Coffee Flavour

Coffee Flavour
Category: All About Coffee
Comments: 0 [Post]

More detailed explanation on how to describe coffee flavour, body, aroma, acidity and bitterness.

The SCAA created a coffee flavor wheel, which is used as a helpful guide during coffee cupping. The full poster is in color and includes another wheel to describe flavor and aroma taints.

Coffee Flavor:

Coffee flavor is a term that encompasses all of the other coffee cupping parameters. It is an overall evaluation of the coffee taste.

Coffee Body:

Body is the weight of the coffee that can best be sensed by allowing the coffee to rest on the tongue and by rubbing the tongue against the roof of the mouth. Coffee body ranges from thin, to light, to heavy and is a result of the fat content. The viscosity, however, results from proteins and fibers in the brew. Medium and dark coffee roast styles will have a heavier body than lighter roasted coffees, but conversely will have less acidity.

Acid vs. Acidity

Acidity is one of the key components of how a coffee tastes. The word can be a little confusing, however, as usually when we are referring to food, acidic isn’t usually a desirable quality. In fact, hear the word “acid” and you almost immediately think of a food or drink that’s going to be sour in your mouth and hard on your stomach.

But that’s not the case when talking about acidity in coffee, because here, acidity is a desirable quality. In fact, when coffee professionals talk about “acidity,” they are talking about the presence of certain acids that influence the taste of coffee. Acidity doesn’t refer to the actual acid content — it refers to a flavor note.

Because “acidity” is used to talk about how coffee tastes, you may have already heard this flavor note being referred to in other ways; words that are a bit more indicative of the flavor itself. “Bright” is a common word used to referred to coffees with good acidity.

The perceived acidity of coffee results from the proton donation of acids to receptors on the human tongue. Coffee acidity is typically a highly valued quality especially in Central American and some East African coffee. Sourness, however, is an extreme of acidity and can be considered a coffee defect. Acidity has been correlated with coffees grown at very high altitudes and in mineral rich volcanic soils. The perceived acidity of washed coffees is also significantly higher than the acidity found in naturally (dry) processed coffee.

Coffee Aroma:

Rate the intensity of the coffee aroma as the nose is first exposed to the wet grounds. When smelling coffee, the aroma can help you evaluate the coffee flavor and the brightness of the coffee. The aroma should be followed while the coffee brews, but it is most potent after breaking the crust of coffee.

Coffee aroma is responsible for all coffee flavor attributes other than the mouthfeel and sweet, salt, bitter, and sour taste attributes that are perceived by the tongue. Therefore, it might be said that coffee aroma is the most important attribute to specialty coffee. Even instant coffee has the components responsible for stimulation of our taste buds. The difference, however, is that instant coffee lacks most of the aromatic volatile compounds causing a dramatic decrease in the overall coffee flavor.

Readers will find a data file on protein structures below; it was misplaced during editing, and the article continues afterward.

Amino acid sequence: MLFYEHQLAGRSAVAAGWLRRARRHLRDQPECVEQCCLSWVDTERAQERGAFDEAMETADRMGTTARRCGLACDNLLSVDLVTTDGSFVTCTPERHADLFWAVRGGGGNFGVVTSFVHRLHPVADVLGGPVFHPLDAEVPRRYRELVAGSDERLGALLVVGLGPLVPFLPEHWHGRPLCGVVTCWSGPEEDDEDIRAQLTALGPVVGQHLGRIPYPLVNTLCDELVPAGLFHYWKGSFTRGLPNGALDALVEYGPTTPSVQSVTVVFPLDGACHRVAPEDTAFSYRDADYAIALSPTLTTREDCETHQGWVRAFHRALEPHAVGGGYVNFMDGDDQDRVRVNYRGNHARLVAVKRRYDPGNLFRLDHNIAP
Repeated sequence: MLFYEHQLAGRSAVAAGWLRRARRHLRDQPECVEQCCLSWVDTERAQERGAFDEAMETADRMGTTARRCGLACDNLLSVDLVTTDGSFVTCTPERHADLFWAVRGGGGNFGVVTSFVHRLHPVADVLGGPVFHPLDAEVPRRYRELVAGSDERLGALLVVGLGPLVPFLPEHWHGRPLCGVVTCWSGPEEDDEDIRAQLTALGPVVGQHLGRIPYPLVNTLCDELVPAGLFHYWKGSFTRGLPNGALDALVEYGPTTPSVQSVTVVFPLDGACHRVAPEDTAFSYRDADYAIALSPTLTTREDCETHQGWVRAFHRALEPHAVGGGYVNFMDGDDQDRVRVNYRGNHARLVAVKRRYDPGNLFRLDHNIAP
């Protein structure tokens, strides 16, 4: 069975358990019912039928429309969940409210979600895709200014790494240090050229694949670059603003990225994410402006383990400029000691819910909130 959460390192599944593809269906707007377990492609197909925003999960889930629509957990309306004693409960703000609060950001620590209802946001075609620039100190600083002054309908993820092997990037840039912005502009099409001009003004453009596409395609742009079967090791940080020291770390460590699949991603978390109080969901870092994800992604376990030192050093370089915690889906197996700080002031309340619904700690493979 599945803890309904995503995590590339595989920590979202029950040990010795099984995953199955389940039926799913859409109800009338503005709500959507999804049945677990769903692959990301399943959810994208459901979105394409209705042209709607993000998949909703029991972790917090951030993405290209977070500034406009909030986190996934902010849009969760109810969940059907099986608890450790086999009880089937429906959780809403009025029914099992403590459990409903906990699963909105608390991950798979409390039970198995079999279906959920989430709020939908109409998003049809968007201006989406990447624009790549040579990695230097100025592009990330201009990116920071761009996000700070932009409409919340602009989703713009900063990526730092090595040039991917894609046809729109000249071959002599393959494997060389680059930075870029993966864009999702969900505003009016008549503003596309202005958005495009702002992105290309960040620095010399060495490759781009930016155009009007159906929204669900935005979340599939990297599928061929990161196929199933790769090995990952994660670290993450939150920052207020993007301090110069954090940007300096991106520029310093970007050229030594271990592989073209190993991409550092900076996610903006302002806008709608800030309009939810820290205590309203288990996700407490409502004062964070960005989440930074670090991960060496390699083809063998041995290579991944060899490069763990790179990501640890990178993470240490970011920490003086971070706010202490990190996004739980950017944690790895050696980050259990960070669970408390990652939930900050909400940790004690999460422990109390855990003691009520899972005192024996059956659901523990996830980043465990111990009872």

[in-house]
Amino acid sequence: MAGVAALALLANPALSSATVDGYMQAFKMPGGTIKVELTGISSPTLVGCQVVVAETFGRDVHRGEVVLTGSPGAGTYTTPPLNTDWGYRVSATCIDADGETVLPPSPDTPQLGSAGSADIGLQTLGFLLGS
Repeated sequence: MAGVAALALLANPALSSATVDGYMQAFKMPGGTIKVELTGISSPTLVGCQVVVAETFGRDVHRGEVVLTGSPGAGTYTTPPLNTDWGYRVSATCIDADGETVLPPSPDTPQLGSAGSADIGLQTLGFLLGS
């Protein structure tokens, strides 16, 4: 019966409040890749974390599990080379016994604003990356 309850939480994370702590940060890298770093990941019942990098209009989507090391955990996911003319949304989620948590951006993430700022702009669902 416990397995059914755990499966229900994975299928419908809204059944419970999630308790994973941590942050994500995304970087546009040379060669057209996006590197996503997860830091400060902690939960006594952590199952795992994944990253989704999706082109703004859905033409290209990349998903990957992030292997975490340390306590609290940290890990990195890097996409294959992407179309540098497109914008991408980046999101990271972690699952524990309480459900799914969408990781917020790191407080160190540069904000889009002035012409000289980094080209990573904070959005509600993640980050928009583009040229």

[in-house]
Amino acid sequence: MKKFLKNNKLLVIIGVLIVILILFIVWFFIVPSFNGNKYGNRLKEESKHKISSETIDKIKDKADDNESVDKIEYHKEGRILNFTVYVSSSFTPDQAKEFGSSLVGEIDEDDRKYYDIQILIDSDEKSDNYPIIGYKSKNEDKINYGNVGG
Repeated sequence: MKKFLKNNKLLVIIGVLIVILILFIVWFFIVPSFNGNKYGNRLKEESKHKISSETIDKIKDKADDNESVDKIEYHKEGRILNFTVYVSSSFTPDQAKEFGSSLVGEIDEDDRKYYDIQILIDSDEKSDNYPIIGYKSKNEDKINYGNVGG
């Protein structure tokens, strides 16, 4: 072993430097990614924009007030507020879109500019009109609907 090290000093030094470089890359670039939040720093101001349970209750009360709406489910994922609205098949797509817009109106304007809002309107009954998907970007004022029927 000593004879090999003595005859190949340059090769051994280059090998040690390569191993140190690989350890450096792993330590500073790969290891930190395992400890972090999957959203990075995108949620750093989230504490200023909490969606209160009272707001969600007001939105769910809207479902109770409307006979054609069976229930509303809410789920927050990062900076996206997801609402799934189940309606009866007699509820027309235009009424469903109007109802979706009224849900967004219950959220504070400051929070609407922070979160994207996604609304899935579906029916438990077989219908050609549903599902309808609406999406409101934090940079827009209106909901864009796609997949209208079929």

Coffee Bitterness:

Coffee bitterness is sometimes a negative, but omnipresent, aspect of the beverage. At low levels, bitterness helps tame coffee acidity and adds another favorable dimension to the brew. However, at high levels, a bitter coffee compound can overpower the other components present in coffee producing an undesirable effect. Bitter coffee results from the interaction of certain compounds with the circumvallate papillae on the back of the tongue. Astringency, on the other hand is caused by compounds that can precipitate salivary proteins on the tongue. Consumers will often mistakenly attribute astringency and any other potent characteristic of the coffee to the bitterness.

Comments on Coffee Flavour

Start the conversation by being the first to comment!

Share comments

Your Name: *
Comments: *
Please Note: HTML Markup will be automatically removed.
The ability to post urls has been disabled by the site administrator.
Copyright © 1999-2024 Espresso Planet - Supramatic Inc.
Copyright (1996) 1999-2022 Espresso Planet. All Rights Reserved. Certain names, logos, designs, titles, words or phrases constitute trademarks, service marks or trade names of Espresso Planet, SupraMatic Inc., Schaerer Ltd., Thermoplan Ltd., Breville, Delonghi, Jura, Solis, Saeco, Krups, Capresso, Gaggia, Rancillio, Rocket, Nespresso, Illy, Lavazza
Sales - Wholesale - Service and Repair of Espresso Machines and Coffee Makers in Canada - USA - Toronto - Mississauga - Ontario - Victoria - Vancouver - Calgary - Edmonton - Saskatoon - Regina - Winnipeg - Thunder Bay - Sudbury - Windsor - London - Kitchener - Barrie - Oakville - Kingston - Ottawa - Montreal - Quebec - Fredericton - Moncton - Halifax - St. John's - British Columbia - Alberta - Saskatchewan - Manitoba - Quebec - New Brunswick - Nova Scotia - Newfoundland